Bob mentions in a book on family history, published in 2014, that he had a "good life and God has blessed me
greatly." We all should look forward to be reunited with family and friends when we all meet in heaven.

He is survived by two children by his first wife, K. Kevin Neal and Gordon E. Neal, his five step children, Robert E Fricks, Jr., Teresa George, Ronald E. Fricks, Raymond E. Fricks and Richard E. Fricks and a multitude of grandchildren and great grandchildren.

*SAGE. stood for "Semi-Automatic Ground Environment." SAGE was the most ambitious computer project ever undertaken, which required over 800 programmers and the technical resources of some of America's largest corporations. It was started in the 1950s and was operational by 1963. It remained in continuous operation until 1983. At 250 tons and 60,000 vacuum tubes, it was the largest, heaviest and most expensive computer system ever built.

Dwight Heinmuller

UPDATE 2.24/2015, facebook entry by Teresa Neal:

Friday evening my step dad left his earthly home for his forever home. Us seven kids will miss him. We are so thankful his life and his influence in each of our... lives. For those of you that know Robert Neal - his service is Monday, March 2, Graveside @ 1pm at Washington Memorial Cemetery. Service following at 4pm at Galilee Baptist Church in Kent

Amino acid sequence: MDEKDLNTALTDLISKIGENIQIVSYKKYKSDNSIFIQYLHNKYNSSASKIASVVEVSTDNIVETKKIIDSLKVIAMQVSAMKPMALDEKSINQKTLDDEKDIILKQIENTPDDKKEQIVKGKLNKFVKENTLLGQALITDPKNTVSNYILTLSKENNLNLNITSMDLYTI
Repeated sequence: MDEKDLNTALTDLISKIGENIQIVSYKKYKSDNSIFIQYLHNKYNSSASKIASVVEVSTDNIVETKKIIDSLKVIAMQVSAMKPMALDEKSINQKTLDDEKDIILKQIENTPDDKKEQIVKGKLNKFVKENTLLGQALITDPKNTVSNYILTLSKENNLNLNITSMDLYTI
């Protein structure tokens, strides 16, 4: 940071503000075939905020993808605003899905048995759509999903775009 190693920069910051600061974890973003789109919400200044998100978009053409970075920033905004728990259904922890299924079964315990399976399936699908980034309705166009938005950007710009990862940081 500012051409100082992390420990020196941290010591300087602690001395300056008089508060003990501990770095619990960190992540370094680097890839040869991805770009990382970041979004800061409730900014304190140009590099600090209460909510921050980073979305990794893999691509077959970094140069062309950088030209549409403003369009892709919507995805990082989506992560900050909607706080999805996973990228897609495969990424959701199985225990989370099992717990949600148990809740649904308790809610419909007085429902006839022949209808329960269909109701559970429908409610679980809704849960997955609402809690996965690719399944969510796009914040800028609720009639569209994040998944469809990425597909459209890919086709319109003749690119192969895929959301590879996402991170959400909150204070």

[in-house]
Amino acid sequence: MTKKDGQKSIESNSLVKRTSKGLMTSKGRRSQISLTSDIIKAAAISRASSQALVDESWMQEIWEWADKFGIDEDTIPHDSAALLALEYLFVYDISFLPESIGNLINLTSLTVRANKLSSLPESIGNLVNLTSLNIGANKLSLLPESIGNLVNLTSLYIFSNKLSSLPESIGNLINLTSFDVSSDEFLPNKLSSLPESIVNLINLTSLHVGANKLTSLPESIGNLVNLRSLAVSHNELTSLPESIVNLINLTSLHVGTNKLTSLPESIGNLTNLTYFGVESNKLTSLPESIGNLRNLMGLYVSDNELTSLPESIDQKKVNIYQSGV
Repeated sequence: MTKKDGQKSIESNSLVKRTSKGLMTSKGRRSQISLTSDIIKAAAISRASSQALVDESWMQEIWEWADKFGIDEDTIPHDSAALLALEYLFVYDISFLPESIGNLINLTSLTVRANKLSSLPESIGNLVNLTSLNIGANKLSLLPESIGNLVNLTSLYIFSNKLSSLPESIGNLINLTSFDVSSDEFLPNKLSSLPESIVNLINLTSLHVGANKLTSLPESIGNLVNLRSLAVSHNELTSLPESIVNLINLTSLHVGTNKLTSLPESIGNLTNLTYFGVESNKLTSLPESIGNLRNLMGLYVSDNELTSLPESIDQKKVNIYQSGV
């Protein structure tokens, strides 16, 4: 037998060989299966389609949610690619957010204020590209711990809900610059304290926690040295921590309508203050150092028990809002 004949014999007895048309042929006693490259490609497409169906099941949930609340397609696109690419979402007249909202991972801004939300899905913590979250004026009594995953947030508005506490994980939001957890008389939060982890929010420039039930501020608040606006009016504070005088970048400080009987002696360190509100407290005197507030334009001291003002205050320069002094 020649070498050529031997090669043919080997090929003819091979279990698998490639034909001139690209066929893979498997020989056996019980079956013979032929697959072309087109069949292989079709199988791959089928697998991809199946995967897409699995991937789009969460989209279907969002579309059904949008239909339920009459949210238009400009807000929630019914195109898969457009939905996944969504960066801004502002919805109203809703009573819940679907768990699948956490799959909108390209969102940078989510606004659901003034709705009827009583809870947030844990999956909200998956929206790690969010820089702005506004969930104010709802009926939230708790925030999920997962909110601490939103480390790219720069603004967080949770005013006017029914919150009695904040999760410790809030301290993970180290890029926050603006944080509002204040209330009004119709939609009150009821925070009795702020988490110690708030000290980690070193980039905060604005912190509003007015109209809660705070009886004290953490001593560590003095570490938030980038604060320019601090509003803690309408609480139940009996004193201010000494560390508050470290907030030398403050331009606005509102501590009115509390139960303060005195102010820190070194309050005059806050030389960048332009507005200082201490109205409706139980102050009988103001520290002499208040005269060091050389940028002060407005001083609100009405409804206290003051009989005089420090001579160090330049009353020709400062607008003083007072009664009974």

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Re: Robert J. Neal, Packard historian, author and gentleman

Post by Packlit54 » Sat Feb 28, 2015 8:31 am

To the Bob Neal family, you have my deepest sympathy in Bob’s passing. He was a good friend, although hundreds of miles apart. We would see each other occasionally at one of the Packard events around the country. We often had great talks on the history of Packard. I was a frequent contributor to his Packard books and have all of them. I had great confidence in loaning him whatever he needed from my Packard collection to help in writing those books knowing that when he was through with what I sent he would return the items in the same condition I sent them and that is a rare quality.
Bob was a great Packard historian and has added to the written history of the Packard Motor Car Company that few others would even attempt. I will miss him and our frequent e-mail conversations.

Bob Zimmerman
Owner: 1954 Packard Patrician

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Re: Robert J. Neal, Packard historian, author and gentleman

Post by Fourpack » Fri Mar 06, 2015 8:15 am

It's so sad; we have lost another friend and a titan of the Packard world. We are grateful for the legacy Bob leaves us in the form of five great books on Packard. It is such a shame that fate didn't allow him to close out the sequence by letting us share is insights on the 1955-56 Packards.

It is a privilege to have known Bob and I will be forever grateful to him for letting me be his friend.